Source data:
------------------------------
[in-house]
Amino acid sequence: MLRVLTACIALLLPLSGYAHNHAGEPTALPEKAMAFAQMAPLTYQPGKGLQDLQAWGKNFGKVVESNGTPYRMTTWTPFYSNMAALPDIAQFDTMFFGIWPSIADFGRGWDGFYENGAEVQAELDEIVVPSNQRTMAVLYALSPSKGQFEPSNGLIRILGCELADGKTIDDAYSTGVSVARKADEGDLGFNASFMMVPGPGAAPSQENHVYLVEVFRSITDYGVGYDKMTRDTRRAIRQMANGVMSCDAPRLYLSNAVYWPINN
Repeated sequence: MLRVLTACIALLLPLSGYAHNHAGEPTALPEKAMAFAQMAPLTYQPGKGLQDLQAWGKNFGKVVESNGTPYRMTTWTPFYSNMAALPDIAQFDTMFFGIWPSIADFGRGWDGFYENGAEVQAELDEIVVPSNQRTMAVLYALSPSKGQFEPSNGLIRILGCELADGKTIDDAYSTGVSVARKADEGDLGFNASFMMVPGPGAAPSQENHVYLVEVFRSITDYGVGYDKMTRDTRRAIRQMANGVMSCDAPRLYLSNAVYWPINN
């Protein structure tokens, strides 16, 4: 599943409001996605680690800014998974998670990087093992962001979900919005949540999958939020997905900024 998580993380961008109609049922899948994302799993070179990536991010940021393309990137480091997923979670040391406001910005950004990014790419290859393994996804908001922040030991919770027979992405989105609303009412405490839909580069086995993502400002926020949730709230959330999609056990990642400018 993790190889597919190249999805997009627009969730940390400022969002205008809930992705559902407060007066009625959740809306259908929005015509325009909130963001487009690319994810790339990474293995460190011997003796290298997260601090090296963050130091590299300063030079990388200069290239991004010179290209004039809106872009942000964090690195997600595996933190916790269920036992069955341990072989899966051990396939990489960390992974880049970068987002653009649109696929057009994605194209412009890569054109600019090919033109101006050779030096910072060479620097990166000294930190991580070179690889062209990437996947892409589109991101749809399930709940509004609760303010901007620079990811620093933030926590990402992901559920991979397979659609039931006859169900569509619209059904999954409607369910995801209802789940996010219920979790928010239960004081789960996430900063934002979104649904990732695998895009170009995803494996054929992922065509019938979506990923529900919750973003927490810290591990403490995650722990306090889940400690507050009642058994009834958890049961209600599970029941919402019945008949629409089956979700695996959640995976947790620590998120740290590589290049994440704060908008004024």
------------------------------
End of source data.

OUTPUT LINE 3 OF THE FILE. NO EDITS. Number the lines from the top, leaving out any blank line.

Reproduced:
Repeated sequence: MLRVLTACIALLLPLSGYAHNHAGEPTALPEKAMAFAQMAPLTYQPGKGLQDLQAWGKNFGKVVESNGTPYRMTTWTPFYSNMAALPDIAQFDTMFFGIWPSIADFGRGWDGFYENGAEVQAELDEIVVPSNQRTMAVLYALSPSKGQFEPSNGLIRILGCELADGKTIDDAYSTGVSVARKADEGDLGFNASFMMVPGPGAAPSQENHVYLVEVFRSITDYGVGYDKMTRDTRRAIRQMANGVMSCDAPRLYLSNAVYWPINN